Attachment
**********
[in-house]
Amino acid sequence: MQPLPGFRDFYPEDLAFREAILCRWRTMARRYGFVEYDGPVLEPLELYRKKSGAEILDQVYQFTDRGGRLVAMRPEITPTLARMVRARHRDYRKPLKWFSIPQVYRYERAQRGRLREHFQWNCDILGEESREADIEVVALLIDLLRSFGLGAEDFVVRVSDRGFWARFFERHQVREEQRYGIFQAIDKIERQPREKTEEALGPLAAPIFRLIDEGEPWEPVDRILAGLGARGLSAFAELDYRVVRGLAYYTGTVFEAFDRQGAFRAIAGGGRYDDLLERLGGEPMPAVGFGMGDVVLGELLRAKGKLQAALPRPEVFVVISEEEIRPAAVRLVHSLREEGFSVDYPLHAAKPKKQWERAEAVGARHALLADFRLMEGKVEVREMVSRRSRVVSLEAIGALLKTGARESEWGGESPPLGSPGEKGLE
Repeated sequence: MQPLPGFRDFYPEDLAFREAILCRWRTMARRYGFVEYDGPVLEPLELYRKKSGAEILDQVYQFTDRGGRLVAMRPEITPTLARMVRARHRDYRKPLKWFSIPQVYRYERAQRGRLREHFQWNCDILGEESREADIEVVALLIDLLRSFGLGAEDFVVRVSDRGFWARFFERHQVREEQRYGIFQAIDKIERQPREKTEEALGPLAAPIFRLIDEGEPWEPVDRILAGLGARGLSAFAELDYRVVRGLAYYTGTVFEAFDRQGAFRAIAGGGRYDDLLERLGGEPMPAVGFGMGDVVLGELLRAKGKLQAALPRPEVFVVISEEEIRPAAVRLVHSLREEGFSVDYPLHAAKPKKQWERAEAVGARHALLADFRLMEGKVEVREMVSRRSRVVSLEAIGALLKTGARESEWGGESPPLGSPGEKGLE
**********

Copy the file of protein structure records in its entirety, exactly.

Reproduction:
[in-house]
Amino acid sequence: MQPLPGFRDFYPEDLAFREAILCRWRTMARRYGFVEYDGPVLEPLELYRKKSGAEILDQVYQFTDRGGRLVAMRPEITPTLARMVRARHRDYRKPLKWFSIPQVYRYERAQRGRLREHFQWNCDILGEESREADIEVVALLIDLLRSFGLGAEDFVVRVSDRGFWARFFERHQVREEQRYGIFQAIDKIERQPREKTEEALGPLAAPIFRLIDEGEPWEPVDRILAGLGARGLSAFAELDYRVVRGLAYYTGTVFEAFDRQGAFRAIAGGGRYDDLLERLGGEPMPAVGFGMGDVVLGELLRAKGKLQAALPRPEVFVVISEEEIRPAAVRLVHSLREEGFSVDYPLHAAKPKKQWERAEAVGARHALLADFRLMEGKVEVREMVSRRSRVVSLEAIGALLKTGARESEWGGESPPLGSPGEKGLE
Repeated sequence: MQPLPGFRDFYPEDLAFREAILCRWRTMARRYGFVEYDGPVLEPLELYRKKSGAEILDQVYQFTDRGGRLVAMRPEITPTLARMVRARHRDYRKPLKWFSIPQVYRYERAQRGRLREHFQWNCDILGEESREADIEVVALLIDLLRSFGLGAEDFVVRVSDRGFWARFFERHQVREEQRYGIFQAIDKIERQPREKTEEALGPLAAPIFRLIDEGEPWEPVDRILAGLGARGLSAFAELDYRVVRGLAYYTGTVFEAFDRQGAFRAIAGGGRYDDLLERLGGEPMPAVGFGMGDVVLGELLRAKGKLQAALPRPEVFVVISEEEIRPAAVRLVHSLREEGFSVDYPLHAAKPKKQWERAEAVGARHALLADFRLMEGKVEVREMVSRRSRVVSLEAIGALLKTGARESEWGGESPPLGSPGEKGLE